The recent Pandemic Crime Index highlights the adaptability of organized crime networks. By pooling resources and expertise, these criminal groups have increased their capacity to do harm. Moreover, victims have few alternatives to avoiding exploitation. Hence, it is crucial to prevent organized crime from exploiting a globalized world. But, how can governments combat this problem? Is globalization affecting organized crime?
Organized crime not only threatens public health, but also undermines the rule of law. Public health measures, such as enforcing laws, are compromised by bribes from organised crime groups. They also impede economic development and security by corrupting public officials. In some countries, they recruit police officers with an unofficial fee. This is just another example of how organised crime is exploiting a globalised world.
The question of whether organised crime is destroying the legal world should be a central consideration. This is particularly true in the case of the European Union. Organized crime is a significant player in the global economy, penetrating numerous sectors and affecting the lives of millions of people. Moreover, it raises huge amounts of money from illegal activities, much of which flows back into the legal economy disguised as investments. In 2009, these illicit proceeds totalled $2.1 trillion, including more than $1.65 trillion reinvested in the legal economy.
The impact of globalization on criminology is apparent in every country, including Lithuania. In recent years, we have observed a rise in international crimes. This global phenomenon calls for multifaceted responses to the problem. A key component of any plan to combat organized crime is raising awareness. Awareness is necessary for social mobilization. In addition to the police, the public should be educated on the issue of organized crime. Far-reaching action plans are necessary to tackle the scourge.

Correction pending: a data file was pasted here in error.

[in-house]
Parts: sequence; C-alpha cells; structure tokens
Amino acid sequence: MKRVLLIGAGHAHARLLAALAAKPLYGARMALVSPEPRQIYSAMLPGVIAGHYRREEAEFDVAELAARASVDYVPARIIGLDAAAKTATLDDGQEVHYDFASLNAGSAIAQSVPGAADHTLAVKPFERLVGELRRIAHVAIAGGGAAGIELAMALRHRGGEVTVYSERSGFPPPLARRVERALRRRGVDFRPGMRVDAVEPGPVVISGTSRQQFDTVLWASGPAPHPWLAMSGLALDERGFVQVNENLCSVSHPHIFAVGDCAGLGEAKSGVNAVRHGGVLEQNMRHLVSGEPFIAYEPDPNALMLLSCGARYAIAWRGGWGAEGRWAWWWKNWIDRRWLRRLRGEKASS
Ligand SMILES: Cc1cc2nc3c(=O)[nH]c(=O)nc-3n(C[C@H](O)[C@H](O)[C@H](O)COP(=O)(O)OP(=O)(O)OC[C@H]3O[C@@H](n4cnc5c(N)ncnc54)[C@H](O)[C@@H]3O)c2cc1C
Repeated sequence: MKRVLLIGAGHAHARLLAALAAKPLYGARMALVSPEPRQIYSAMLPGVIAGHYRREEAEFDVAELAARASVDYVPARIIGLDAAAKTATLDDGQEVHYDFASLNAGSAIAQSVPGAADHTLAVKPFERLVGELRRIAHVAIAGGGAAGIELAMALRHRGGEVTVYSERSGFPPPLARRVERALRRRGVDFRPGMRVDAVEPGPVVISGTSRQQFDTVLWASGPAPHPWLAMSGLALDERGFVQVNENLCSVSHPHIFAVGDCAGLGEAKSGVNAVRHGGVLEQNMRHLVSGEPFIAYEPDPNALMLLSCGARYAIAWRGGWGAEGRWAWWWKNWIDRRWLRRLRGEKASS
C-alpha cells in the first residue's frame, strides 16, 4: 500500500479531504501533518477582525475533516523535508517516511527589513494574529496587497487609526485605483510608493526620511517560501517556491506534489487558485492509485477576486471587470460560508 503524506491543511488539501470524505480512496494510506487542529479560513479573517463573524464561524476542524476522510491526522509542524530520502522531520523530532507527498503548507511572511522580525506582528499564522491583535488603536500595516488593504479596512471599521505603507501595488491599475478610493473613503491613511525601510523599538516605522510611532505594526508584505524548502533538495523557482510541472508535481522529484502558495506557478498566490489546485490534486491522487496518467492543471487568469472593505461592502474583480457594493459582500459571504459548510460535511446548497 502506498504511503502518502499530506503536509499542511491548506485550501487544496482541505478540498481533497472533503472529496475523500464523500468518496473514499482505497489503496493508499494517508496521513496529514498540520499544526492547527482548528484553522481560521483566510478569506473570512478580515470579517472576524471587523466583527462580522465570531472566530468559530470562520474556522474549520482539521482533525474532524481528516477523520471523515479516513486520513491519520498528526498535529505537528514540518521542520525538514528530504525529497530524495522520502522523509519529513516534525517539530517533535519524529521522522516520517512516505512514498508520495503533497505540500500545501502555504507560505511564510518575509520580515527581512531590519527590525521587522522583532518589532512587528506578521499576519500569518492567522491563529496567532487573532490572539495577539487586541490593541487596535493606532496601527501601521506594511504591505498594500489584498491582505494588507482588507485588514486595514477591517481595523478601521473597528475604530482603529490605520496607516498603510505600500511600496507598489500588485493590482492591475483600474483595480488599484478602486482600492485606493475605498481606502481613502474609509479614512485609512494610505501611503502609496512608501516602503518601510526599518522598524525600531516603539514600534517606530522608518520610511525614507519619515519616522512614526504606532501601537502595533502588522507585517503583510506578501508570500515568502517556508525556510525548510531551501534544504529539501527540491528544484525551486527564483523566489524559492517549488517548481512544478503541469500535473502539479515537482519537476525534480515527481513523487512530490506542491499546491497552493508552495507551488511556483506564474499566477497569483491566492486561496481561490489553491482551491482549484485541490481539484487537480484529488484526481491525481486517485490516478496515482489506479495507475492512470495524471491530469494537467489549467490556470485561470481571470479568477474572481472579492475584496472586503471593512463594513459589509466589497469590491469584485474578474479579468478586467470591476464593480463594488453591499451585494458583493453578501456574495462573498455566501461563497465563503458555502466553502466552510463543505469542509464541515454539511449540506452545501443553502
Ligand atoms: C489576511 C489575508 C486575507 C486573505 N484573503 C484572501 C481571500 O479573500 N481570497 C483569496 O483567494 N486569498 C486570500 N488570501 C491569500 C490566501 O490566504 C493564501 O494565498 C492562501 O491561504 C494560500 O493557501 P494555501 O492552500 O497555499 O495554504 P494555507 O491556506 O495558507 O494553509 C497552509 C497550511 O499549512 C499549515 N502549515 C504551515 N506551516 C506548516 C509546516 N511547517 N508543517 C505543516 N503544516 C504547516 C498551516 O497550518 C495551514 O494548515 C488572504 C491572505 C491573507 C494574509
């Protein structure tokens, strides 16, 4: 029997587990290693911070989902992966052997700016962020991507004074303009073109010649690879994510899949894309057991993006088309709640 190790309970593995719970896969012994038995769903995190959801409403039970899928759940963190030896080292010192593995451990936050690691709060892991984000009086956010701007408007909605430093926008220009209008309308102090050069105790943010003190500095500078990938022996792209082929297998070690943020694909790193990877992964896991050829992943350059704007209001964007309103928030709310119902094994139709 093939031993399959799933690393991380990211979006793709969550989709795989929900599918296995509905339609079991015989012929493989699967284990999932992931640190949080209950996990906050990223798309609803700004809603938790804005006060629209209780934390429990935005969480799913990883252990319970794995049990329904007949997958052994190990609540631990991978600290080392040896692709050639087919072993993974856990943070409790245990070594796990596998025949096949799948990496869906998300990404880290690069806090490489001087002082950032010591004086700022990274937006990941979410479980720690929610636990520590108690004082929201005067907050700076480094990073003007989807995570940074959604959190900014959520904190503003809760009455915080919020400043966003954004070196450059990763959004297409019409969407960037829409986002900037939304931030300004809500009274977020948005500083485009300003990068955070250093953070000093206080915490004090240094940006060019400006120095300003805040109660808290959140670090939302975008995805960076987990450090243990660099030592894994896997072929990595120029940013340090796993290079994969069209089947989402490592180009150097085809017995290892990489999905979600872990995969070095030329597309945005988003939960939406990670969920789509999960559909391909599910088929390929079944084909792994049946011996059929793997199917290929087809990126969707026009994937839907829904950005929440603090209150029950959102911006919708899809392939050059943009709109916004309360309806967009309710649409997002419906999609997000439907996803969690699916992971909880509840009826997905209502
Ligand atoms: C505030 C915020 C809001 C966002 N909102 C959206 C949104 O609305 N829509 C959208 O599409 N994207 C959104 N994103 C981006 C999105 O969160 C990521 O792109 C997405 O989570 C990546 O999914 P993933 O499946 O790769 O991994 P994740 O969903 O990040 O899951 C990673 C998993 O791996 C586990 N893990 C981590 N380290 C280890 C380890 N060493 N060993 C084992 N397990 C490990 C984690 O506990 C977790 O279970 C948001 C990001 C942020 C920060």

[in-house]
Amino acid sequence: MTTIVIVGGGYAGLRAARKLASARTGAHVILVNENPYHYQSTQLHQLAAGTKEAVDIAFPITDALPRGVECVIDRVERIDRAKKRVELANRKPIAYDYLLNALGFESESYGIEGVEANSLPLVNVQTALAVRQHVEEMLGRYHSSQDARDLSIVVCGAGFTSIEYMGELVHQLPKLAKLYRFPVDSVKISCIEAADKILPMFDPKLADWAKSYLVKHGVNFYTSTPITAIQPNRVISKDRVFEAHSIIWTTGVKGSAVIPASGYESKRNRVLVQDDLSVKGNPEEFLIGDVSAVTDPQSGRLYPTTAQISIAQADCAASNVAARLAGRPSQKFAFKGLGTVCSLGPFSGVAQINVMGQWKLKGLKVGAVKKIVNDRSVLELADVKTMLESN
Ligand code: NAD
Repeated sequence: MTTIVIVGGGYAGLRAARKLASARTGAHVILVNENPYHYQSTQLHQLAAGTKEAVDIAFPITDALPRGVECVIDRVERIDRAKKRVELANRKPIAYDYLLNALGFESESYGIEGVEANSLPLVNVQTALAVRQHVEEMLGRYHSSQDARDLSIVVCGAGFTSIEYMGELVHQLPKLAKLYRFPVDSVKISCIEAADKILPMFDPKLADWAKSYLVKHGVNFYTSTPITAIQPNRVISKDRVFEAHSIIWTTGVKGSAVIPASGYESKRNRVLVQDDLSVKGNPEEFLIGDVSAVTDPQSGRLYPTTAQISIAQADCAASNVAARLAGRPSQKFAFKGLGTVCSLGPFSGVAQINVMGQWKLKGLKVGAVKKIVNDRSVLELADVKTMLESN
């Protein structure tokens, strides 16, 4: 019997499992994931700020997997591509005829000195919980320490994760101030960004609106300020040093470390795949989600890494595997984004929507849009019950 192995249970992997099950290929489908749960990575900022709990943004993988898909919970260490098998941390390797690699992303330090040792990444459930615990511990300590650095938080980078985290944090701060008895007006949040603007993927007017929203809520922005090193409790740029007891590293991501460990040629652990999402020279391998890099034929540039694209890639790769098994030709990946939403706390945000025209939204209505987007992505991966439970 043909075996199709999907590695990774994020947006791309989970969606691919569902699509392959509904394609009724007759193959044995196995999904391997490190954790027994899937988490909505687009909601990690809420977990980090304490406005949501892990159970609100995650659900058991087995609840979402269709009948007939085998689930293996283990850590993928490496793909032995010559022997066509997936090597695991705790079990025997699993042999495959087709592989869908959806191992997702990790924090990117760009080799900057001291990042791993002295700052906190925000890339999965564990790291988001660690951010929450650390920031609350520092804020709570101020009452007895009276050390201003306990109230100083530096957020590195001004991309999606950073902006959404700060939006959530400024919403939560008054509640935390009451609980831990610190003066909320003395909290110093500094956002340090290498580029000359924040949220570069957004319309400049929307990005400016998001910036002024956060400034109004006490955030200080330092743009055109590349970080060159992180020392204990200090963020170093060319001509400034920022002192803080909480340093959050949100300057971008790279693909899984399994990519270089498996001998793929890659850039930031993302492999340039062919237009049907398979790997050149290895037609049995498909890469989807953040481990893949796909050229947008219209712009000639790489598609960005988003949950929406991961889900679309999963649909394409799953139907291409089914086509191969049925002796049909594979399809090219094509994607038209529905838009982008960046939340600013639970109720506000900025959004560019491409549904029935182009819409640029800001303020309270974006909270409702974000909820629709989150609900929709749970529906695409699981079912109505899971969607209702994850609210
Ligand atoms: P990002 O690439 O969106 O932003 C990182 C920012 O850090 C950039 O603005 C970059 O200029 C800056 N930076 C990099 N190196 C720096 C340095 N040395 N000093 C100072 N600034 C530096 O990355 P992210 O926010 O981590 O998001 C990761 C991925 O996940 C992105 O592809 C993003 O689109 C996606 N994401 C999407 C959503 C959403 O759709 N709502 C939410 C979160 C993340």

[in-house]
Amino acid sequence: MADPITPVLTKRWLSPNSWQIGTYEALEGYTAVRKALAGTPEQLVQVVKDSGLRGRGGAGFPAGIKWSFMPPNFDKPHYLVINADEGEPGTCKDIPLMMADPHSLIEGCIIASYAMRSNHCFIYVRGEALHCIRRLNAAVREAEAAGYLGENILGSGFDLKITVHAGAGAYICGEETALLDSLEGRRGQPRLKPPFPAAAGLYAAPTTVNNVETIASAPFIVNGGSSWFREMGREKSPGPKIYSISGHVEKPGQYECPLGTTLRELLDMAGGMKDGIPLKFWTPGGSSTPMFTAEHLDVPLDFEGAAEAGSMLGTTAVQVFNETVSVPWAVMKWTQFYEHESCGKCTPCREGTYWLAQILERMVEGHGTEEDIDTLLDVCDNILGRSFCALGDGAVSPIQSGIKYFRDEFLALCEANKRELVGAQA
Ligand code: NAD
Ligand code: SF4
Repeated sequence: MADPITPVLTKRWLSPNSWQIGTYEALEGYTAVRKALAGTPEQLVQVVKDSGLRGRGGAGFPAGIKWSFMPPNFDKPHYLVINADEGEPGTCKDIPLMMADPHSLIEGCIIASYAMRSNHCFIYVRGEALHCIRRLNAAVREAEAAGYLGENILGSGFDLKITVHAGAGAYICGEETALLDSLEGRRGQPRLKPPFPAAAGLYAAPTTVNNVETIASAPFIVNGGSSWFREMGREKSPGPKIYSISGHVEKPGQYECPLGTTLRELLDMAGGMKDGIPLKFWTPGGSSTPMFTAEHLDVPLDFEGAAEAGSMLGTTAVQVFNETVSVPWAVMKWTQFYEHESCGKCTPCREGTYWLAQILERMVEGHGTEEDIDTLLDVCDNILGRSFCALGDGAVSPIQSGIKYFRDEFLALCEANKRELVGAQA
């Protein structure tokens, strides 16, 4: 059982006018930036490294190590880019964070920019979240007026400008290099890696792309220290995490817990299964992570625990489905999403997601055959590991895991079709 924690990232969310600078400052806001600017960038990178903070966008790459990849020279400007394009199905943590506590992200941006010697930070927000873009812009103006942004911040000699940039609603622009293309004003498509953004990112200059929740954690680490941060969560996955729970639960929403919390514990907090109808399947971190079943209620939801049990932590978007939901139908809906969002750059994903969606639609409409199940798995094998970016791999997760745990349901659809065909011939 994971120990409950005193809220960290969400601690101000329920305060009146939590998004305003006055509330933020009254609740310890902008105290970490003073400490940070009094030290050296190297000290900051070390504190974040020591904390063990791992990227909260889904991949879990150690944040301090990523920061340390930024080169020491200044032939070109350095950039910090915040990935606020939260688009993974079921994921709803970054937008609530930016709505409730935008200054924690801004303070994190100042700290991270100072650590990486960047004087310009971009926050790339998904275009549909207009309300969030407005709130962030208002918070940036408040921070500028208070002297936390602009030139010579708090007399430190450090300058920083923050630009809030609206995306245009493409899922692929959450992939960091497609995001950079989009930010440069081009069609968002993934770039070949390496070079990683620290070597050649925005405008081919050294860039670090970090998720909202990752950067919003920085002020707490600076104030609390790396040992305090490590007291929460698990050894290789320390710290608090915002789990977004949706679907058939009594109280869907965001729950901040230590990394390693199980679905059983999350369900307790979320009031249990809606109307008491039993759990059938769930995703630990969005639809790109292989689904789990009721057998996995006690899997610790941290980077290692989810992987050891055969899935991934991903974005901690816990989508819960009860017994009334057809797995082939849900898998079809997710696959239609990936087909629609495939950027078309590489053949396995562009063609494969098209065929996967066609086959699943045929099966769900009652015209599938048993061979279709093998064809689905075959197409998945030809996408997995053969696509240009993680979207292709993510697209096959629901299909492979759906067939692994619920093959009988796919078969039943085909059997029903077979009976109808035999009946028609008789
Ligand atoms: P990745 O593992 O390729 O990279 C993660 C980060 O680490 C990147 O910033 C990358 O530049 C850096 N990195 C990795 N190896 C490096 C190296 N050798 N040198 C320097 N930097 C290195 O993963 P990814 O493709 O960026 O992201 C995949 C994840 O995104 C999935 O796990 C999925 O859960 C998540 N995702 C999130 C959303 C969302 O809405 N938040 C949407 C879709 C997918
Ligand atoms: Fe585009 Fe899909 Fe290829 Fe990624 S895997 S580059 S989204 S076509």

As the threat of organized crime continues to rise, it is essential to strengthen the global response to combat it. A coordinated response must be in place to curb these crime activities. The Transnational Organized Crime Index will help governments and regional bodies formulate a global strategy to combat these threats. The globalization of crime has created a global market for organized crime. Moreover, this crime has become an integral part of the global economic system, making it very difficult to combat it.
Organized crime has also increased in sophistication. With globalization came improved communication technologies and deregulated financial markets. More open borders meant increased movements of people and money. Several new technologies have made criminal organisations more effective. High-quality video conferencing, encrypted digital streaming, and digital transactions have made criminal networks more efficient. These developments have enabled these networks to expand their operations. They are able to target different parts of the world and conduct a variety of illegal activities.
Organised crime has branched out from traditional vices to include human trafficking and smuggling. These new growth areas include human trafficking in various forms, including international supply of young people as sex workers. In addition to prostitution, other crimes involve forced labour, theft of human tissues, and counterfeit goods. This is a globalized problem requiring international attention. There are many ways to combat this crime.